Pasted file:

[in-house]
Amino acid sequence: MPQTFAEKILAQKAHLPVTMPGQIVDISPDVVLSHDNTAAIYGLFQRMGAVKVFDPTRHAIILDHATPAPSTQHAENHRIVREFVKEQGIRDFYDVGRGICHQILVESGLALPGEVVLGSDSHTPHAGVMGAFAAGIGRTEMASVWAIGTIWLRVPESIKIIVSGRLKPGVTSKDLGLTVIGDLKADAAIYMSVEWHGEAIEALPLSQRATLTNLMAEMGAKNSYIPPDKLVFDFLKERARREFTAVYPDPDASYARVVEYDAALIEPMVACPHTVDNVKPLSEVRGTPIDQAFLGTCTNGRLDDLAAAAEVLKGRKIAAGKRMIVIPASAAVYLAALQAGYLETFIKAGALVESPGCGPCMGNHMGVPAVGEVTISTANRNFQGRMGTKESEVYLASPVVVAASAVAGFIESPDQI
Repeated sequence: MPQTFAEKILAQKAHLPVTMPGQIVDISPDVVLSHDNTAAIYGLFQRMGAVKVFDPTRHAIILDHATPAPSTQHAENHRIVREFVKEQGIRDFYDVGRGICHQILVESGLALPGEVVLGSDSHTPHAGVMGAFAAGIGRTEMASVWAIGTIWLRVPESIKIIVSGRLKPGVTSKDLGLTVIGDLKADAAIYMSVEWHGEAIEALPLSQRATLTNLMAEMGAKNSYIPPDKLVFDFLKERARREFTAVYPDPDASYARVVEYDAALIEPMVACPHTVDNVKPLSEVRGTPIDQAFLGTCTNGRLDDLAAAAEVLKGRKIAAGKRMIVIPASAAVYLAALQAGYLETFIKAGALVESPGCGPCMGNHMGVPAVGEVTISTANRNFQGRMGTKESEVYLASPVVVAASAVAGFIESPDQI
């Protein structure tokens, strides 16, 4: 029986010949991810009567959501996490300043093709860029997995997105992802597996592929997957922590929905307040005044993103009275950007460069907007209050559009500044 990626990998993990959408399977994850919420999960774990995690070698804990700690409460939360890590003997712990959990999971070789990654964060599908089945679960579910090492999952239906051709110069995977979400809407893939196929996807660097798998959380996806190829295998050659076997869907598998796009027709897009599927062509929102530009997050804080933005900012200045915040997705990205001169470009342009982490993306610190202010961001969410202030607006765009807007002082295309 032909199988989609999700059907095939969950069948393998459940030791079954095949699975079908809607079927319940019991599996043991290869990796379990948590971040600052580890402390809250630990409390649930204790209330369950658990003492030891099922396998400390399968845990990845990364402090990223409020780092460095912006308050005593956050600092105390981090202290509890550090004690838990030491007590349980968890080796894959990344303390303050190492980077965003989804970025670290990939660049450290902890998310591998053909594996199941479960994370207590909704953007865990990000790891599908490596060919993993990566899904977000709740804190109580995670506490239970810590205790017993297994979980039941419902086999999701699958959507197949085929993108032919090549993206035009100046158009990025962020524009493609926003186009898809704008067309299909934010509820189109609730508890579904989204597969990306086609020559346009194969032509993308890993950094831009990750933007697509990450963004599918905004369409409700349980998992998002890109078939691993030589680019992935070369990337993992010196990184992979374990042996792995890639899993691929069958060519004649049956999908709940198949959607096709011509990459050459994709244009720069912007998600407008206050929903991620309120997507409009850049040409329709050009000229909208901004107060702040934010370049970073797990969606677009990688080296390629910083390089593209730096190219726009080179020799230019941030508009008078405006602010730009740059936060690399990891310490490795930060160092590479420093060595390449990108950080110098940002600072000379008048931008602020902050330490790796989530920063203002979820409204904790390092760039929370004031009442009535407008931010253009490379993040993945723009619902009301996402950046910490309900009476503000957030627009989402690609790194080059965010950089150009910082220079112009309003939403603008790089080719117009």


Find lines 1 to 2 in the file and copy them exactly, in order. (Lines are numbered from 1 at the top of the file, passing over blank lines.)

[in-house]
Amino acid sequence: MPQTFAEKILAQKAHLPVTMPGQIVDISPDVVLSHDNTAAIYGLFQRMGAVKVFDPTRHAIILDHATPAPSTQHAENHRIVREFVKEQGIRDFYDVGRGICHQILVESGLALPGEVVLGSDSHTPHAGVMGAFAAGIGRTEMASVWAIGTIWLRVPESIKIIVSGRLKPGVTSKDLGLTVIGDLKADAAIYMSVEWHGEAIEALPLSQRATLTNLMAEMGAKNSYIPPDKLVFDFLKERARREFTAVYPDPDASYARVVEYDAALIEPMVACPHTVDNVKPLSEVRGTPIDQAFLGTCTNGRLDDLAAAAEVLKGRKIAAGKRMIVIPASAAVYLAALQAGYLETFIKAGALVESPGCGPCMGNHMGVPAVGEVTISTANRNFQGRMGTKESEVYLASPVVVAASAVAGFIESPDQI